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I need to sum the series

$$I + A + A^2 + \ldots$$

for the matrix

$$A = \left(\begin{array}{rr} 0 & \epsilon \\ -\epsilon & 0 \end{array}\right)$$

and $\epsilon$ small. The goal is to invert the matrix $I - A$. The text says to use a geometric series but I had a hard time finding it. I'm studying on my own so I can't ask my teacher. The way I did it follows. I know it isn't quite rigorous (I assume the series in question converge) so I'd like to see how I'm supposed to do it.

We see that

$$\left(\begin{array}{rr} 0 & \epsilon \\ -\epsilon & 0 \end{array}\right) \left(\begin{array}{rr} a_{00} & a_{01} \\ a_{10} & a_{11} \end{array}\right) = \left(\begin{array}{rr} \epsilon a_{10} & \epsilon a_{11} \\ -\epsilon a_{00} & \epsilon a_{01} \end{array}\right)$$

so if we let $a(i, j, k)$ be entry $a_{ij}$ in the $k$'th power of $A$ then we see that

$$ a(0, 0, k) = \epsilon a(1, 0, k-1) $$

$$ a(1, 0, k) = -\epsilon a(0, 0, k-1) $$

Then, letting $\alpha$'s denote the entries in the sum without $I$ added in, we see that

$$ \begin{eqnarray*} \alpha_{00} &=& \sum_{k=0}^{\infty}a(0, 0, k) \\ &=& \sum_{k=0}^{\infty}a(0, 0, 2k + 1) \\ &=& \epsilon\sum_{k=0}^{\infty}a(1, 0, 2k) \\ &=& \epsilon\alpha_{10} \end{eqnarray*} $$

and

$$ \begin{eqnarray*} \alpha_{10} &=& \sum_{k=0}^{\infty}a(1,0,k) \\ &=& \sum_{k=0}^{\infty}a(1,0,2k) \\ &=& -\epsilon + \sum_{k=1}^{\infty}a(1,0,2k) \\ &=& -\epsilon - \epsilon\sum_{k=1}^{\infty}a(0,0,2k-1) \\ &=& -\epsilon\left(1 + \sum_{k=0}^{\infty}a(0,0,2k+1) \right) \\ &=& -\epsilon\left(1 + \alpha_{00}\right) \end{eqnarray*} $$

so $\alpha_{00} = \epsilon\alpha_{10}$ and $\alpha_{10} = -\epsilon(1 + \alpha_{00})$ which we can solve for the $\alpha$'s.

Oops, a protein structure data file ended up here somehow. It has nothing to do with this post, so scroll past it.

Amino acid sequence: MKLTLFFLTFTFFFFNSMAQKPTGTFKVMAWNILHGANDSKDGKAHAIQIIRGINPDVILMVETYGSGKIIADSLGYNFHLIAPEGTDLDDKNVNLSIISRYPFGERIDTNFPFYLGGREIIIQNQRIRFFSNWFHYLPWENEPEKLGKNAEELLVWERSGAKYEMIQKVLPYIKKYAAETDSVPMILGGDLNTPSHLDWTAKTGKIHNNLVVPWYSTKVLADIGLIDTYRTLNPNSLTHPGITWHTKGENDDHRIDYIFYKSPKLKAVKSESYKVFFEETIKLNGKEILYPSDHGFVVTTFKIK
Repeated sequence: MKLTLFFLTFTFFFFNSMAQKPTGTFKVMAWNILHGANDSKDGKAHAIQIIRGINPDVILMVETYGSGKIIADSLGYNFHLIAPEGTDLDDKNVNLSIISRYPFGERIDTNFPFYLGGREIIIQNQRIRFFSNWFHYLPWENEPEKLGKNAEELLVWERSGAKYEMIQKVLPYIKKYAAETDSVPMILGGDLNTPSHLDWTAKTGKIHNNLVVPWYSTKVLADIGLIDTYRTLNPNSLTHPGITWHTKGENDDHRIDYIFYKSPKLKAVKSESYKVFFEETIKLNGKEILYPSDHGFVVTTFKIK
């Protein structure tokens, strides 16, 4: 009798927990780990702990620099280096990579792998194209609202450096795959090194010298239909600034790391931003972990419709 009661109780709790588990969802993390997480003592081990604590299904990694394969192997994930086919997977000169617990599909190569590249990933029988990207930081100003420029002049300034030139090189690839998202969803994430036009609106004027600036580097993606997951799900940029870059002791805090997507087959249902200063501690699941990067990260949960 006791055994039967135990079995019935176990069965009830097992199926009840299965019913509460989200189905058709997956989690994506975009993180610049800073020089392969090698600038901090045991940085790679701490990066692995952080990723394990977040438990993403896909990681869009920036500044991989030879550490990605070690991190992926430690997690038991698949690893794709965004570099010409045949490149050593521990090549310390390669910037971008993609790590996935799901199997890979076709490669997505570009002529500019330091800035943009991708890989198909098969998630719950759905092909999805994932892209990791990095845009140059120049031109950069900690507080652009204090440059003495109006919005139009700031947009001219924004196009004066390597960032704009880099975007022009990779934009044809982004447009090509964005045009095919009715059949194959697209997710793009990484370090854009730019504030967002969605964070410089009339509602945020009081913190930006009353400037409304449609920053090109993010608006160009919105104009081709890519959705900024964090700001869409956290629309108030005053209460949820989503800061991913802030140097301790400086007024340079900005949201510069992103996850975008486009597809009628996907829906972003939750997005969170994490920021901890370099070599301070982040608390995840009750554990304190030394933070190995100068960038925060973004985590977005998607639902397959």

It's pretty much the same for the other two. I feel like there has got to be a better way to do this.

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This special case can be done by inspection, but I cannot resist to mention that this is special case of von Neumann's result that $\sum_{k=0}^\infty A^k = (I-A)^{-1}$ (under some conditions on A). See e.g. Matrix analysis and applied linear algebra, Carl Dean Meyer, p. 527 books.google.com/… –  Martin Sleziak Mar 29 '11 at 7:14
    
@Martin. Right. The purpose of this exercise is to go the other way and find $(I - A)^{-1}$ by summing the series. It's somewhere in that wall of text ;) –  knucklebumpler Mar 29 '11 at 7:19
6  
@Martin. A nitpick. While John von Neumann did a lot of things, this time it wasn't him. It's Carl Gottfried Neumann's series (1877) en.wikipedia.org/wiki/Carl_Neumann and that precedes JvN's work by half a century. –  t.b. Mar 29 '11 at 7:27
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2 Answers 2

up vote 12 down vote accepted

Hint: Use the fact that $A^2 = -\epsilon^2 I$. (Then $A^3 = -\epsilon^2 A$, $A^4 = \epsilon^4 I$, etc.)

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That does the trick. Thanks. –  knucklebumpler Mar 29 '11 at 7:39
2  
You're welcome. While you're at it, you might want to try $\exp(A)$ (that is, $I+A+A^2/2! + A^3/3! + \dots$) too, just for fun. :) –  Hans Lundmark Mar 29 '11 at 17:33
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if you dont want to use the geometric series directly on the matrix space, you can also think of this as the complex number $-i\epsilon$ under the correspondence $$a+bi\to\left(\begin{array}{cc}a&-b\\b&a\\\end{array}\right)$$ and use the geometric series (for complex numbers of norm less than 1) $$\sum A^n=\sum (-i\epsilon)^n=\frac{1}{1+i\epsilon}=\frac{1-i\epsilon}{1+\epsilon^2}= \frac{1}{1+\epsilon^2}\left(\begin{array}{cc}1&\epsilon\\-\epsilon&1\\\end{array}\right)$$

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